The United States took a step closer to losing its coveted triple-A credit rating over the weekend as a political impasse in Washington reduced hopes of an agreement to meaningfully cut the nation's budget deficit.
Although analysts still expect a last-minute deal to raise the U.S. debt ceiling and avoid a default next week, it seems unlikely that Democrats and Republicans will agree before the next election in November 2012 how to find $4 trillion through government spending cuts and revenue increases.
Prospects of a budget breakthrough faded as lawmakers missed a self-imposed deadline to produce a deal by the time Asian markets opened for the new week. They still plan to outline proposals on Monday, but both sides appear further apart than ever.
Moody's, Standard & Poor's and Fitch have said they will downgrade the U.S. credit rating if failure to raise the nation's $14.3 trillion debt ceiling leaves the Treasury without cash to service its debt obligations in August.
But, at this point, raising the ceiling is not enough to safeguard the triple-A rating.
The ratings agencies have said the top-notch U.S. rating will only be safe if they see a credible plan from Congress and President Barack Obama to address the country's growing debt burden.
S&P would likely be the first to remove the triple-A status -- a move that could raise borrowing costs for Americans for generations to come, with Moody's and Fitch expected to follow, though perhaps not immediately.
The ratings agencies have suggested that deficit-reduction measures of some $4 trillion over 10 years could allow the U.S. to retain its current rating, though that also depends on a healthy pace of economic growth.
In another day of tense negotiations in Washington on Sunday, plans to cut hundreds of billions of dollars from the national debt have been proposed and then quickly discarded as the debate degenerated into an ideological battle.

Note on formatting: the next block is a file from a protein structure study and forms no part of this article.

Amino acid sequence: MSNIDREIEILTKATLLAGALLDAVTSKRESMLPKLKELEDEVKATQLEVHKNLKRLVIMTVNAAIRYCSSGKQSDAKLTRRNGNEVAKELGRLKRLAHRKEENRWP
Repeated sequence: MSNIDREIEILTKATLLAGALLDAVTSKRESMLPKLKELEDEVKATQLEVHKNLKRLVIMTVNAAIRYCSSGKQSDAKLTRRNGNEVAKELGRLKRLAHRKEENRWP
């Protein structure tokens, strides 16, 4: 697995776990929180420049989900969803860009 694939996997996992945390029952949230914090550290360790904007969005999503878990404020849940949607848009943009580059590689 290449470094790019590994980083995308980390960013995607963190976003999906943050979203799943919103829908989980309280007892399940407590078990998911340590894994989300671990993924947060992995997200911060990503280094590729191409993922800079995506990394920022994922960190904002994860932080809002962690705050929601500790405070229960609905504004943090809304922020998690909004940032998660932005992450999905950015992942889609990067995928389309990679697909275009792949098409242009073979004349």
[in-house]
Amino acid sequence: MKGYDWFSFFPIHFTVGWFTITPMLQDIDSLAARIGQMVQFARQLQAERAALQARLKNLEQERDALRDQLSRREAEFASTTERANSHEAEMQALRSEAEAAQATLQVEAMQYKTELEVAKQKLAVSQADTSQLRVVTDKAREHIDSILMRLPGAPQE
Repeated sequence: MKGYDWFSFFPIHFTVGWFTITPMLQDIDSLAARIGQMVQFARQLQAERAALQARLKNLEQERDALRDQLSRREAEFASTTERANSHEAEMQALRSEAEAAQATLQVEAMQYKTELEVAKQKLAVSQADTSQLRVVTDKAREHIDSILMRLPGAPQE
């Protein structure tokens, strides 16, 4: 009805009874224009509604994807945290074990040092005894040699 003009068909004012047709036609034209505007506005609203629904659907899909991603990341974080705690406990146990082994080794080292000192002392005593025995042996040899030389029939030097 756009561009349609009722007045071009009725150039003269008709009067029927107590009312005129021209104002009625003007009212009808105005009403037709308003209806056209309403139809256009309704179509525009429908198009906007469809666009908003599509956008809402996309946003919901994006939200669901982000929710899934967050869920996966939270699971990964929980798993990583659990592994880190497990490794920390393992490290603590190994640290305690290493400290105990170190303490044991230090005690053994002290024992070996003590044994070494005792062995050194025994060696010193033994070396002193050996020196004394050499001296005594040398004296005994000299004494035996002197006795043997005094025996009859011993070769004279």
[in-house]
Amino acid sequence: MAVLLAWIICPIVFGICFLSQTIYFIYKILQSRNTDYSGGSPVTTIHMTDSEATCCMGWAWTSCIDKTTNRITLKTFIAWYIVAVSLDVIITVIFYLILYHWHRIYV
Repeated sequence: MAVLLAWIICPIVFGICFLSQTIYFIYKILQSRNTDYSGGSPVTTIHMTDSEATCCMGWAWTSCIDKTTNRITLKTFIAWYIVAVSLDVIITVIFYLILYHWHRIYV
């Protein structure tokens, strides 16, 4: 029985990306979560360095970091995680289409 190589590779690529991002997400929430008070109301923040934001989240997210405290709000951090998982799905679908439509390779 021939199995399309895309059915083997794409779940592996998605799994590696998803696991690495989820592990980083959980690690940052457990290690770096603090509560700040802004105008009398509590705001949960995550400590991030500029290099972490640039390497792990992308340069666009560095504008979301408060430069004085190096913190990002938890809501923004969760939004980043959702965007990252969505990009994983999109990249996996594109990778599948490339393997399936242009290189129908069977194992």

Republicans, driven by the fiscally conservative Tea Party movement that helped them win the House of Representatives last November, strongly oppose tax increases, while Democrats dislike proposed cuts to popular social programs.
S&P HAS FINGER ON THE TRIGGER
In mid-July S&P threatened to cut U.S. ratings in the following three months if a meaningful deficit cutting plan wasn't agreed.
After issuing that downgrade warning, John Chambers, chairman of S&P's sovereign ratings committee, told Reuters this is the time for such a deficit-reduction agreement.
If you get a small agreement, that will lead to a downgrade, he said in the July 14 interview.
Initially, the agencies seemed willing to wait longer for a deficit reduction plan. But eventually they came to the conclusion that, if a deal is not reached now, it will become even more difficult next year, when presidential elections will further increase political divisions.
When this started, the focus was the debt ceiling. Now the issue is that the ratings agencies have said they need to have a credible deficit-reduction program in place for them to take away the threat of a downgrade, said Steven Englander, head of G10 FX Strategy at Citigroup in New York.
Moody's has also said it may revise the outlook on the U.S. rating to negative if lawmakers raise the debt ceiling but fail to substantially cut the deficit. A negative outlook is a sign the rating may be downgraded in 12 to 18 months.
Fitch said it will decide on the outlook for the U.S. rating as soon as lawmakers reach a budget deal in Washington.
David Riley, Fitch's main analyst for the United States, said the decision will take into account the headline figure for deficit reduction but also the credibility of the plan.
(Editing by Martin Howell)